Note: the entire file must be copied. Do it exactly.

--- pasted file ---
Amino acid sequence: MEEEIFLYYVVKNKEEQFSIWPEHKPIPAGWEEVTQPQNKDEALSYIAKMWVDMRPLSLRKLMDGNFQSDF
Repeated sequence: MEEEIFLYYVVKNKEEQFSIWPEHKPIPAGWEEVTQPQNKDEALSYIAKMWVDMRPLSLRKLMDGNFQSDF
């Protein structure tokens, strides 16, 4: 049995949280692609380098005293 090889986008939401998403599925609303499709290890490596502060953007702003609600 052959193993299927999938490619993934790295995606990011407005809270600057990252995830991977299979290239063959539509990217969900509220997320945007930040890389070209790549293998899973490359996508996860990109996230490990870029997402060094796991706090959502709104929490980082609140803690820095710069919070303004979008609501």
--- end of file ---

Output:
Amino acid sequence: MEEEIFLYYVVKNKEEQFSIWPEHKPIPAGWEEVTQPQNKDEALSYIAKMWVDMRPLSLRKLMDGNFQSDF
Repeated sequence: MEEEIFLYYVVKNKEEQFSIWPEHKPIPAGWEEVTQPQNKDEALSYIAKMWVDMRPLSLRKLMDGNFQSDF
């Protein structure tokens, strides 16, 4: 049995949280692609380098005293 090889986008939401998403599925609303499709290890490596502060953007702003609600 052959193993299927999938490619993934790295995606990011407005809270600057990252995830991977299979290239063959539509990217969900509220997320945007930040890389070209790549293998899973490359996508996860990109996230490990870029997402060094796991706090959502709104929490980082609140803690820095710069919070303004979008609501």